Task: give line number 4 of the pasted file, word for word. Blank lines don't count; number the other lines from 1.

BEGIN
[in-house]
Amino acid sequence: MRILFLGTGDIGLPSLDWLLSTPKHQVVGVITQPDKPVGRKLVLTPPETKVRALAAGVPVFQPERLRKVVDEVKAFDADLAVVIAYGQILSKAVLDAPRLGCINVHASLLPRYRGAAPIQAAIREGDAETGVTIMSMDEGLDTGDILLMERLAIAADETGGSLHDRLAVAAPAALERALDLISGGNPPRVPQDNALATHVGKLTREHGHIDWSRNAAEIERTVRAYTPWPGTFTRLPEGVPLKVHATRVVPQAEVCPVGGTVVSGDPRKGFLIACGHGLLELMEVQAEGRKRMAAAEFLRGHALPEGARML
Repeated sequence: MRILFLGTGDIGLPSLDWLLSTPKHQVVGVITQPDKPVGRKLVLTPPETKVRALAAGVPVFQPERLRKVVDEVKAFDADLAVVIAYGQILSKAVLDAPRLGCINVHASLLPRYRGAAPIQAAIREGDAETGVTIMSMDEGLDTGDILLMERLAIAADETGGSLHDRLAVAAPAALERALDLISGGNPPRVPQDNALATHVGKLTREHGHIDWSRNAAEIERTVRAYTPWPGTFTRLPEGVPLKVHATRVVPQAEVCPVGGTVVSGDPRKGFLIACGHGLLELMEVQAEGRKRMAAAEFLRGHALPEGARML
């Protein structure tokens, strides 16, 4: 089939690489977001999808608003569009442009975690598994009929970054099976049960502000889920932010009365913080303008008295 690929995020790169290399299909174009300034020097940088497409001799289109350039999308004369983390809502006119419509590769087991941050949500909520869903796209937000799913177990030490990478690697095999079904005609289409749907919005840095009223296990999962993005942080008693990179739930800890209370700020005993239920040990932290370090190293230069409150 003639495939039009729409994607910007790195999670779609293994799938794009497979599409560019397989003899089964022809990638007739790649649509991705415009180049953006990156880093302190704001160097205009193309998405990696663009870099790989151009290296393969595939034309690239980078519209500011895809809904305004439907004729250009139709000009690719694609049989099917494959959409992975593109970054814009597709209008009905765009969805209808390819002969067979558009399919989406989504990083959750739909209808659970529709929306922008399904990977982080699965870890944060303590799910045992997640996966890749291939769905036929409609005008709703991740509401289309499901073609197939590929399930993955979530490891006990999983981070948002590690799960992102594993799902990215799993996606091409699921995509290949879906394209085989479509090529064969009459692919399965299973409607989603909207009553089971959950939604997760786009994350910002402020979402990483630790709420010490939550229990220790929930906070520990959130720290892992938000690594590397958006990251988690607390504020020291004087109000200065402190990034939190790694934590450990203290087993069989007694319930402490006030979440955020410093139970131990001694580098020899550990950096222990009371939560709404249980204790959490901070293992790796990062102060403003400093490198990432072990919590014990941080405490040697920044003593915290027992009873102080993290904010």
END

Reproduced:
């Protein structure tokens, strides 16, 4: 089939690489977001999808608003569009442009975690598994009929970054099976049960502000889920932010009365913080303008008295 690929995020790169290399299909174009300034020097940088497409001799289109350039999308004369983390809502006119419509590769087991941050949500909520869903796209937000799913177990030490990478690697095999079904005609289409749907919005840095009223296990999962993005942080008693990179739930800890209370700020005993239920040990932290370090190293230069409150 003639495939039009729409994607910007790195999670779609293994799938794009497979599409560019397989003899089964022809990638007739790649649509991705415009180049953006990156880093302190704001160097205009193309998405990696663009870099790989151009290296393969595939034309690239980078519209500011895809809904305004439907004729250009139709000009690719694609049989099917494959959409992975593109970054814009597709209008009905765009969805209808390819002969067979558009399919989406989504990083959750739909209808659970529709929306922008399904990977982080699965870890944060303590799910045992997640996966890749291939769905036929409609005008709703991740509401289309499901073609197939590929399930993955979530490891006990999983981070948002590690799960992102594993799902990215799993996606091409699921995509290949879906394209085989479509090529064969009459692919399965299973409607989603909207009553089971959950939604997760786009994350910002402020979402990483630790709420010490939550229990220790929930906070520990959130720290892992938000690594590397958006990251988690607390504020020291004087109000200065402190990034939190790694934590450990203290087993069989007694319930402490006030979440955020410093139970131990001694580098020899550990950096222990009371939560709404249980204790959490901070293992790796990062102060403003400093490198990432072990919590014990941080405490040697920044003593915290027992009873102080993290904010």